The impact of wars on gold prices
The price of gold soared in response to the ongoing armed conflict between Israel and Palestine. This is a similar rebound in value to the one experienced at the outbreak of the war in Ukraine. Are geopolitical tensions a good indicator of the future prices of the precious metal?
It is no secret that gold tends to rise in value in the face of war, geopolitical tensions, or financial crises. Historically, this precious metal has been considered a safe-haven asset for investors precisely because it maintains or increases its value, compared to other financial assets, during periods of stock market uncertainty.
That said, just as, depending on various parameters, in times of stable economic growth, traditional investments in equities and bonds may offer higher profit potential, the relationship between geopolitical tensions and the price of the golden metal is also multifaceted.
The complex interplay between gold supply and demand rarely responds to a single trigger but is driven by several factors: economic sanctions, access to the oil market or the fluctuating value of the dollar are just some of the indicators associated with economic turbulence directly related to the upward movement of gold prices that often precede or are amplified by armed conflict.
Gold prices in the current geopolitical context
Since the armed conflict unleashed between Israel and Palestine on 7 October, the price of gold has risen by more than 10%, reaching a high above 1,900 euros per ounce, which has compensated for the losses that had occurred since the highs of May.
This rise in the price of gold is driven not so much by the armed conflict between these two actors, but by the possible ramifications if other countries in the region and the West become involved. While Lebanon, through Hezbollah, warned of possible retaliation unless the massacre in Gaza was stopped, Israel intensified its bombings in Syria, and the United States sent two aircraft carrier groups to the region, at the same time it was pointing to Iran as the trigger for the conflict.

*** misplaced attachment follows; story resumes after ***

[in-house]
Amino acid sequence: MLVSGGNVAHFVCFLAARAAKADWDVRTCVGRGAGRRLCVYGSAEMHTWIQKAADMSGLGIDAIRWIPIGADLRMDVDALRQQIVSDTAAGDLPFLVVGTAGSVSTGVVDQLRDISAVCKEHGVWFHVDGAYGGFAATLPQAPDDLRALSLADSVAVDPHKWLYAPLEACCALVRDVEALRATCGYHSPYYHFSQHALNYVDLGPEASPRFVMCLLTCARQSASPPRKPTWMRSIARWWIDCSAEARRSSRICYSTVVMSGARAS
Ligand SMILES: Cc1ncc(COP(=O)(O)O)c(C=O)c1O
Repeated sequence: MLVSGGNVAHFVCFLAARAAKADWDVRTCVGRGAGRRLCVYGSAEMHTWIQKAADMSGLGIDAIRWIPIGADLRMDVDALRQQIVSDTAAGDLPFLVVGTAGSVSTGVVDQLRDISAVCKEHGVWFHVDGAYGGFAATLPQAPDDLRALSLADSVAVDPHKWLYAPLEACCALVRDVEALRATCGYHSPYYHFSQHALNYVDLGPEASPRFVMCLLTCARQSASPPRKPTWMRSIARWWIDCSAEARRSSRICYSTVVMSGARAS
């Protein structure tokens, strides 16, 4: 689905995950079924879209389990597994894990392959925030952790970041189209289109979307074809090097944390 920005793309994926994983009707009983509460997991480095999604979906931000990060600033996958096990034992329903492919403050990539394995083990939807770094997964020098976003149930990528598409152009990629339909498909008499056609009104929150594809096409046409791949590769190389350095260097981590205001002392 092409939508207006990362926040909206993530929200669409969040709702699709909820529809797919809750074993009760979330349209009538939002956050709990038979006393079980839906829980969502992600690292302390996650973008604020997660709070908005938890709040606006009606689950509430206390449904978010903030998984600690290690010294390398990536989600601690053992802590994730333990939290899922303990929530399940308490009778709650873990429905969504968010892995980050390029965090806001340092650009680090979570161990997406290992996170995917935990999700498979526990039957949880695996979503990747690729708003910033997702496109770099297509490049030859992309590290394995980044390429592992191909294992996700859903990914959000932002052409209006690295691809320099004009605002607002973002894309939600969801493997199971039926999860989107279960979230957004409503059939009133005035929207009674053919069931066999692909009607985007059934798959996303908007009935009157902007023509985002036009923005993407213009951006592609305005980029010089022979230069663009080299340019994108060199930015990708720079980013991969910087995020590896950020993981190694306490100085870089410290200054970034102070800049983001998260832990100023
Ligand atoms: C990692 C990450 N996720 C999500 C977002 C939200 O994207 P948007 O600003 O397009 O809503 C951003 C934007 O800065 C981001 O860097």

The duration and escalation of war in the Middle East can directly influence the distribution and price of oil, creating the perfect storm for gold to rise in value. Even so, the rebound in the value of gold resulting from this Palestinian-Israeli conflict may only be short-term, as has been seen in the past.
As for the war in Ukraine, the boost to gold prices came mainly as a result of economic sanctions against Russia, which drove up the prices of hydrocarbons and other commodities, fuelling inflation that has devastated European economies. As well as the acceleration in the process of de-dollarisation of countries that want to shield their economies from Western sanctions.
Historical precedents have taught us that the rise in gold prices in the face of armed conflict often responds to the perceived risk to stock markets and governments, and while wars are an important factor, geopolitics is not an exact science. Discerning what represents an element of temporary noise or a real and significant impact on the economy and financial markets over time requires a deeper analysis of the background of these conflicts. However, we should remember that in the worst-case scenario, gold helps to diversify our portfolio, reducing the risk of losses and protecting our savings over the long term.
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